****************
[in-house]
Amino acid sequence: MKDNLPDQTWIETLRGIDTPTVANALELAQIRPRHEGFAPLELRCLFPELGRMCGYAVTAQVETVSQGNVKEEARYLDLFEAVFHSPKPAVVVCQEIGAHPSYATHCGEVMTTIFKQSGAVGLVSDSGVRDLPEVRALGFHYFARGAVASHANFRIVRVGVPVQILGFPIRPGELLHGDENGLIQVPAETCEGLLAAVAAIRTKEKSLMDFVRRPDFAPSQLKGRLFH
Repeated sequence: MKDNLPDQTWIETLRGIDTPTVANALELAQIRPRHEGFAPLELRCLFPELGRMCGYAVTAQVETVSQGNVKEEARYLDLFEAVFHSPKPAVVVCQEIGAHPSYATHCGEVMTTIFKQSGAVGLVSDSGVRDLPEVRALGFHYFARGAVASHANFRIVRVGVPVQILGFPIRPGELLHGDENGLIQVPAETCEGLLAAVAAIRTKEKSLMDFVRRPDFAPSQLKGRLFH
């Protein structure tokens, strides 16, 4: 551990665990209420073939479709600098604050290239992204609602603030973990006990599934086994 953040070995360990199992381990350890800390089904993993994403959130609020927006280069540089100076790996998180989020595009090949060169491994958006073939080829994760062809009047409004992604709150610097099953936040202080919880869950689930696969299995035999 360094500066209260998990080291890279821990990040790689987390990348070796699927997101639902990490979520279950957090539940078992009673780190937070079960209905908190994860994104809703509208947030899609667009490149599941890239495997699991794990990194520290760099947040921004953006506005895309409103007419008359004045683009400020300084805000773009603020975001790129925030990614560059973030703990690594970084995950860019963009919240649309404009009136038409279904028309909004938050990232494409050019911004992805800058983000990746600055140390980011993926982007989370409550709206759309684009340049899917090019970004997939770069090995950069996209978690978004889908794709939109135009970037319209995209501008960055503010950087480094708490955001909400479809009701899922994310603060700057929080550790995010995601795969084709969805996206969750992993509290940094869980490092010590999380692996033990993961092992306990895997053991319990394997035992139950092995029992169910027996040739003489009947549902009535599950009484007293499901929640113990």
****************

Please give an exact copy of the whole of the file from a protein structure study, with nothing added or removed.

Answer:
[in-house]
Amino acid sequence: MKDNLPDQTWIETLRGIDTPTVANALELAQIRPRHEGFAPLELRCLFPELGRMCGYAVTAQVETVSQGNVKEEARYLDLFEAVFHSPKPAVVVCQEIGAHPSYATHCGEVMTTIFKQSGAVGLVSDSGVRDLPEVRALGFHYFARGAVASHANFRIVRVGVPVQILGFPIRPGELLHGDENGLIQVPAETCEGLLAAVAAIRTKEKSLMDFVRRPDFAPSQLKGRLFH
Repeated sequence: MKDNLPDQTWIETLRGIDTPTVANALELAQIRPRHEGFAPLELRCLFPELGRMCGYAVTAQVETVSQGNVKEEARYLDLFEAVFHSPKPAVVVCQEIGAHPSYATHCGEVMTTIFKQSGAVGLVSDSGVRDLPEVRALGFHYFARGAVASHANFRIVRVGVPVQILGFPIRPGELLHGDENGLIQVPAETCEGLLAAVAAIRTKEKSLMDFVRRPDFAPSQLKGRLFH
């Protein structure tokens, strides 16, 4: 551990665990209420073939479709600098604050290239992204609602603030973990006990599934086994 953040070995360990199992381990350890800390089904993993994403959130609020927006280069540089100076790996998180989020595009090949060169491994958006073939080829994760062809009047409004992604709150610097099953936040202080919880869950689930696969299995035999 360094500066209260998990080291890279821990990040790689987390990348070796699927997101639902990490979520279950957090539940078992009673780190937070079960209905908190994860994104809703509208947030899609667009490149599941890239495997699991794990990194520290760099947040921004953006506005895309409103007419008359004045683009400020300084805000773009603020975001790129925030990614560059973030703990690594970084995950860019963009919240649309404009009136038409279904028309909004938050990232494409050019911004992805800058983000990746600055140390980011993926982007989370409550709206759309684009340049899917090019970004997939770069090995950069996209978690978004889908794709939109135009970037319209995209501008960055503010950087480094708490955001909400479809009701899922994310603060700057929080550790995010995601795969084709969805996206969750992993509290940094869980490092010590999380692996033990993961092992306990895997053991319990394997035992139950092995029992169910027996040739003489009947549902009535599950009484007293499901929640113990």